NXNE 2012, Day 4 (Jun. 16): we park it

This year's not-CBC-Radio-3-sanctioned picnic lacked a strike, Moniski and Larry/Barry the dog. Instead, we had the Caboose Boys, Chris Murphy (who happened to be in the park with his family and joined us), kale salad (recipe below) and even more Radio 3 hosts, bloggers and listeners.

We had Tracks on Tracks to thank for three-fifths of the afternoon's intimate acoustic performances. Even though several picnickers had just spent four days on a train with these artists, it was plain they welcomed yet another opportunity to enjoy their music.

First up: Portage and Main. It's been a big year for these Southern-folk rock gentlemen-- Tracks on Tracks, one of the top 20 artists in the 2012 Peak Performance Project, and a new album bowing soon. A guitar case subbed for percussion on their two popular singles, "What Have I Done?" and "Carolina."

The next musicians, who were also part of the Tracks on Tracks, literally went out on a limb for the picnic: Zach Gray (one half of The Zolas) and Adrian Glynn, aka Emperors of the North, aka Murder on the Canadian, aka the Caboose Boys. "There's still one thing to stay up for," they sang, and we totally agree: their charming set performed perched in the branches of a tree.

After missing part of his set the night before, we were happy to have another chance to hear Jeremy Fisher, especially an encore of "The Scar That Never Heals." His play list also included Radio 3 favourite "Shine a Little Light," "Canned Goods," and ended with a great cover of Paul Simon's "Me and Julio Down by the Schoolyard."

We got our first introduction to Ian Foster at the picnic, a folk/pop singer-songwriter in the storyteller vein from St. John's, NL. With his short, prematurely white hair, he seemed a bit out of place with the shaggier musicians. A finalist for SOCAN Songwriter of the Year, he's a talent in his own right. His song "The House," which alludes to the failed centralization of Newfoundland, particularly resonated with us Detroiters.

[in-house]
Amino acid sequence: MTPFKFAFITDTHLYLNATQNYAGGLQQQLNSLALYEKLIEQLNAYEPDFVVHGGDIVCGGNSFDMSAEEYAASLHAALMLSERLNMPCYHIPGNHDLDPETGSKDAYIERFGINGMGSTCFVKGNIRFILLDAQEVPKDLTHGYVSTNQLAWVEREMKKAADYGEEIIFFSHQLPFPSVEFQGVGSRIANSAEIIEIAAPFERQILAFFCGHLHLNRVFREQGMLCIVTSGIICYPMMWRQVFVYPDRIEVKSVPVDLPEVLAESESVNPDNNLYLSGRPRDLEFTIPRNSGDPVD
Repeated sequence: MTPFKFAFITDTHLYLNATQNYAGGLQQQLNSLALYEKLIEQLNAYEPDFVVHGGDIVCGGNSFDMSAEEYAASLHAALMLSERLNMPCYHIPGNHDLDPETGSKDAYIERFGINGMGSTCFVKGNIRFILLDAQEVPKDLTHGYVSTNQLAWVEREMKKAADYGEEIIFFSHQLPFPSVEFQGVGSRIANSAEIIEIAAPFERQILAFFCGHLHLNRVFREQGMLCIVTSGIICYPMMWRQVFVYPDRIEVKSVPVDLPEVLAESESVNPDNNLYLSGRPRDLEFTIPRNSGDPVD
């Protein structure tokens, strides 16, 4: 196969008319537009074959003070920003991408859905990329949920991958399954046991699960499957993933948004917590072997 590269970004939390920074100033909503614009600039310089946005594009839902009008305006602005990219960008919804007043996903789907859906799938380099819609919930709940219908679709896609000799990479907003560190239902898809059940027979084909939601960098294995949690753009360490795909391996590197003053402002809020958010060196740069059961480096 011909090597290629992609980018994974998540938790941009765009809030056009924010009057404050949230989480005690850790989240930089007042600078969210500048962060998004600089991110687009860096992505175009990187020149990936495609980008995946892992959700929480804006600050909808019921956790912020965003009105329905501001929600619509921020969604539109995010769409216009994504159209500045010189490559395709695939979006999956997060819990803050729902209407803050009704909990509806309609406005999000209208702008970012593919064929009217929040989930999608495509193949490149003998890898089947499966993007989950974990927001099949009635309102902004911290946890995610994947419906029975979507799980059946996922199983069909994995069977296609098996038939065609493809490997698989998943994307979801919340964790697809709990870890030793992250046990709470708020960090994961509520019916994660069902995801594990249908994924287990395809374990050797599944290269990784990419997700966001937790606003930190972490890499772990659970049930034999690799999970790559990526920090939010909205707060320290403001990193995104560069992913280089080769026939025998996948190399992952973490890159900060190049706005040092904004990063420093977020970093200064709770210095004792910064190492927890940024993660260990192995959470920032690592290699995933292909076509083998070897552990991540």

Last, but certainly not least: Vancouver's folk rock The Matinee. Their trajectory and sound are similar to fellow Vancouverites Portage and Main-- a top 20 finalist for the Peak Performance Project in 2011, Tracks on Tracks, new album soon, and lots of radio love for singles like "Sweet Water." 

Kale and Red Cabbage Salad with Cumin Vinaigrette

This salad was a hit at the picnic, courtesy of Radio 3 blogger The Iceman (Ian Young), his wife Zoila and daughter Robin. So many people tried it and liked it, we had to share. We've already made it at home (minus the hemp seeds) and it's delicious. The best part is the kale and cabbage hold up to the dressing and stay crisp for days.

1 bunch of kale, washed, dried, middle stem torn out, finely shredded
1/2 small head red cabbage, shredded
1 orange pepper thinly sliced
5 plum tomatoes seeded and diced
2 avocados peeled and diced
1 bunch cilantro coarsely chopped
1/4 cup hemp seeds

1 can black beans, drained and rinsed
1/4 tsp ground cumin
1/4 tsp chilli powder
salt and pepper

Juice of 1 lime
2 tbsp rice vinegar
1 medium shallot chopped
1/4 tsp minced garlic
1 tsp salt
1 tsp maple syrup
1 tsp cumin
1/3 cup olive oil
In a large bowl combine kale, cabbage and 1 tbsp of the olive oil from vinaigrette. With your hands, massage the vegetables for about 3 minutes to wilt the kale slightly. Add the remaining vegetables and gently toss. Make vinaigrette by combining all ingredients, gently toss again. Season black beans with cumin, chilli powder, salt and pepper and add to the salad. Let the salad sit for at least 30 minutes to allow the kale to soften further. Refrigerate until ready to serve.